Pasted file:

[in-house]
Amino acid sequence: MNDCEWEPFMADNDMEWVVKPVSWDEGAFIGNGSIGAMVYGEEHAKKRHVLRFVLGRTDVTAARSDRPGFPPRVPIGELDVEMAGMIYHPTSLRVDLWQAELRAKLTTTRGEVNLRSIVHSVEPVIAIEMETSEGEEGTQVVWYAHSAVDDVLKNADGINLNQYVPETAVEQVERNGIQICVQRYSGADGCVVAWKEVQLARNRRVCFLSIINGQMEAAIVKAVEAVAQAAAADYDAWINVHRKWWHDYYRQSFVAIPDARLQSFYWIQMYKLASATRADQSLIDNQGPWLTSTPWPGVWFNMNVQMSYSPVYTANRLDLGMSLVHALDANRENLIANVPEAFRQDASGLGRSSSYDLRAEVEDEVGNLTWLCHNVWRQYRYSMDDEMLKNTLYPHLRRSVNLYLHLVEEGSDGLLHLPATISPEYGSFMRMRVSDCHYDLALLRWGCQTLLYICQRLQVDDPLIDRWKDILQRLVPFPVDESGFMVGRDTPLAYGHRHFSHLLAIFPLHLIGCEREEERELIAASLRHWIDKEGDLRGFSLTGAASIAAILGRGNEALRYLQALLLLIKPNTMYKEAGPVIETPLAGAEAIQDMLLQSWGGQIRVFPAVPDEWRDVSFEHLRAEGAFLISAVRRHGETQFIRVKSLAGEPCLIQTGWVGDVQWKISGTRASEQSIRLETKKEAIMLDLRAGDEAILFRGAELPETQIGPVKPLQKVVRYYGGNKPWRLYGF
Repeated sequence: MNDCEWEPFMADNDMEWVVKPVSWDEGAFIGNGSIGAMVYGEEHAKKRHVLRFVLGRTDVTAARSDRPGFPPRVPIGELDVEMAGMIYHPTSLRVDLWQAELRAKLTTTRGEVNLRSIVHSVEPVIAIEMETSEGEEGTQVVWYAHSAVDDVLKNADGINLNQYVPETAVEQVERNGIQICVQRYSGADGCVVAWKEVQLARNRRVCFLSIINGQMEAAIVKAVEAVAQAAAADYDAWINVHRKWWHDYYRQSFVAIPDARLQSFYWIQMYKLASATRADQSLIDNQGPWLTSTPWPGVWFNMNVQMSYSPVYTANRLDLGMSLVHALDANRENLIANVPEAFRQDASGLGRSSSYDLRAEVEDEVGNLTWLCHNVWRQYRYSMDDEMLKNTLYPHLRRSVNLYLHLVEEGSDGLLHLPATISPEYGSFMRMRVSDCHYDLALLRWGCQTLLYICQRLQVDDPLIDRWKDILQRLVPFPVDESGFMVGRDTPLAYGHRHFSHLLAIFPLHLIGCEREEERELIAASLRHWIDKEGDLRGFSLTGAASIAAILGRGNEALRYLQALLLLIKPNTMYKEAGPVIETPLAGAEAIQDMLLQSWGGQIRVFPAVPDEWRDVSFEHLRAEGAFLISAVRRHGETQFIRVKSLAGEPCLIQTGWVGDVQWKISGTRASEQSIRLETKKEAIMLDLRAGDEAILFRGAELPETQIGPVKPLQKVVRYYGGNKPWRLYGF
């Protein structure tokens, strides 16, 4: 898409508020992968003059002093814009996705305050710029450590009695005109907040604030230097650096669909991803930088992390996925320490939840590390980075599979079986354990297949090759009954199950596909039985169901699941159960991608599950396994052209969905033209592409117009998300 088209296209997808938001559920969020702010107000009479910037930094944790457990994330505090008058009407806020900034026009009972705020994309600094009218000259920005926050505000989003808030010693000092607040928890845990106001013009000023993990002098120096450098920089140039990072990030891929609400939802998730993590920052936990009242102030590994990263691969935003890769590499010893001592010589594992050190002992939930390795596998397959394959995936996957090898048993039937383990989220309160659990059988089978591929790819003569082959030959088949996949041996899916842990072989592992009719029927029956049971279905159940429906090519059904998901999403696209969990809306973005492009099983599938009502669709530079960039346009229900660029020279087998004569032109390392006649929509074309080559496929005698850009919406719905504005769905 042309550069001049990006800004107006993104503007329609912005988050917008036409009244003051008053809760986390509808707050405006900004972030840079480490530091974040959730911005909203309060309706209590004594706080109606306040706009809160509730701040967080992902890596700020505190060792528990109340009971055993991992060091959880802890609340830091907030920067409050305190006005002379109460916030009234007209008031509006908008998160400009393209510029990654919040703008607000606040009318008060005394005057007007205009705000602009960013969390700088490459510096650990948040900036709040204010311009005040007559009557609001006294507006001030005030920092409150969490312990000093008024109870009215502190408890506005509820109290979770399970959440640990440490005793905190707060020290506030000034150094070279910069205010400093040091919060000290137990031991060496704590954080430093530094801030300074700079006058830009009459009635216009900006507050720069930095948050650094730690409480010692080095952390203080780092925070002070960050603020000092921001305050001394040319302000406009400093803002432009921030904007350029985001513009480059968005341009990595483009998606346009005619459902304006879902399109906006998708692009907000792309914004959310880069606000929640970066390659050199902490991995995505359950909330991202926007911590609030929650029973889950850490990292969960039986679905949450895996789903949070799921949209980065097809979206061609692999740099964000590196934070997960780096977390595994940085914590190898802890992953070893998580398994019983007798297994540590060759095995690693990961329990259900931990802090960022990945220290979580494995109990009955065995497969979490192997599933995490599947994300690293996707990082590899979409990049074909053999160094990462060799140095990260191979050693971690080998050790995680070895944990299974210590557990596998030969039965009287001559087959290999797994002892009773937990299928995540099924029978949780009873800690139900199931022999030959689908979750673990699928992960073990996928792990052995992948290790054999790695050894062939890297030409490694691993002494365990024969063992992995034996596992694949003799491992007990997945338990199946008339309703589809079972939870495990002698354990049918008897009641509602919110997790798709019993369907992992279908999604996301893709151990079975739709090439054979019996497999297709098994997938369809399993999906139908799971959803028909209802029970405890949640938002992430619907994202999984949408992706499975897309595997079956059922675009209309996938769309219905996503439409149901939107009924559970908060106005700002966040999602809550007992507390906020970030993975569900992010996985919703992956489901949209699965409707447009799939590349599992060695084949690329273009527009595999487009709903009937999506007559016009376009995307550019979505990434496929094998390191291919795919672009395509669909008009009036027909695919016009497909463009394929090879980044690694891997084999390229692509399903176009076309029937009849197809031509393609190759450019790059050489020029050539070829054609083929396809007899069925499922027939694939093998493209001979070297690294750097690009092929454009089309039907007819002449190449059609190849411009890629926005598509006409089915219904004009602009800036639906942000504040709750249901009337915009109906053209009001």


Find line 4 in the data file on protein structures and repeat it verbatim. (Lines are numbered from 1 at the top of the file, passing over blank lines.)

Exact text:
């Protein structure tokens, strides 16, 4: 898409508020992968003059002093814009996705305050710029450590009695005109907040604030230097650096669909991803930088992390996925320490939840590390980075599979079986354990297949090759009954199950596909039985169901699941159960991608599950396994052209969905033209592409117009998300 088209296209997808938001559920969020702010107000009479910037930094944790457990994330505090008058009407806020900034026009009972705020994309600094009218000259920005926050505000989003808030010693000092607040928890845990106001013009000023993990002098120096450098920089140039990072990030891929609400939802998730993590920052936990009242102030590994990263691969935003890769590499010893001592010589594992050190002992939930390795596998397959394959995936996957090898048993039937383990989220309160659990059988089978591929790819003569082959030959088949996949041996899916842990072989592992009719029927029956049971279905159940429906090519059904998901999403696209969990809306973005492009099983599938009502669709530079960039346009229900660029020279087998004569032109390392006649929509074309080559496929005698850009919406719905504005769905 042309550069001049990006800004107006993104503007329609912005988050917008036409009244003051008053809760986390509808707050405006900004972030840079480490530091974040959730911005909203309060309706209590004594706080109606306040706009809160509730701040967080992902890596700020505190060792528990109340009971055993991992060091959880802890609340830091907030920067409050305190006005002379109460916030009234007209008031509006908008998160400009393209510029990654919040703008607000606040009318008060005394005057007007205009705000602009960013969390700088490459510096650990948040900036709040204010311009005040007559009557609001006294507006001030005030920092409150969490312990000093008024109870009215502190408890506005509820109290979770399970959440640990440490005793905190707060020290506030000034150094070279910069205010400093040091919060000290137990031991060496704590954080430093530094801030300074700079006058830009009459009635216009900006507050720069930095948050650094730690409480010692080095952390203080780092925070002070960050603020000092921001305050001394040319302000406009400093803002432009921030904007350029985001513009480059968005341009990595483009998606346009005619459902304006879902399109906006998708692009907000792309914004959310880069606000929640970066390659050199902490991995995505359950909330991202926007911590609030929650029973889950850490990292969960039986679905949450895996789903949070799921949209980065097809979206061609692999740099964000590196934070997960780096977390595994940085914590190898802890992953070893998580398994019983007798297994540590060759095995690693990961329990259900931990802090960022990945220290979580494995109990009955065995497969979490192997599933995490599947994300690293996707990082590899979409990049074909053999160094990462060799140095990260191979050693971690080998050790995680070895944990299974210590557990596998030969039965009287001559087959290999797994002892009773937990299928995540099924029978949780009873800690139900199931022999030959689908979750673990699928992960073990996928792990052995992948290790054999790695050894062939890297030409490694691993002494365990024969063992992995034996596992694949003799491992007990997945338990199946008339309703589809079972939870495990002698354990049918008897009641509602919110997790798709019993369907992992279908999604996301893709151990079975739709090439054979019996497999297709098994997938369809399993999906139908799971959803028909209802029970405890949640938002992430619907994202999984949408992706499975897309595997079956059922675009209309996938769309219905996503439409149901939107009924559970908060106005700002966040999602809550007992507390906020970030993975569900992010996985919703992956489901949209699965409707447009799939590349599992060695084949690329273009527009595999487009709903009937999506007559016009376009995307550019979505990434496929094998390191291919795919672009395509669909008009009036027909695919016009497909463009394929090879980044690694891997084999390229692509399903176009076309029937009849197809031509393609190759450019790059050489020029050539070829054609083929396809007899069925499922027939694939093998493209001979070297690294750097690009092929454009089309039907007819002449190449059609190849411009890629926005598509006409089915219904004009602009800036639906942000504040709750249901009337915009109906053209009001």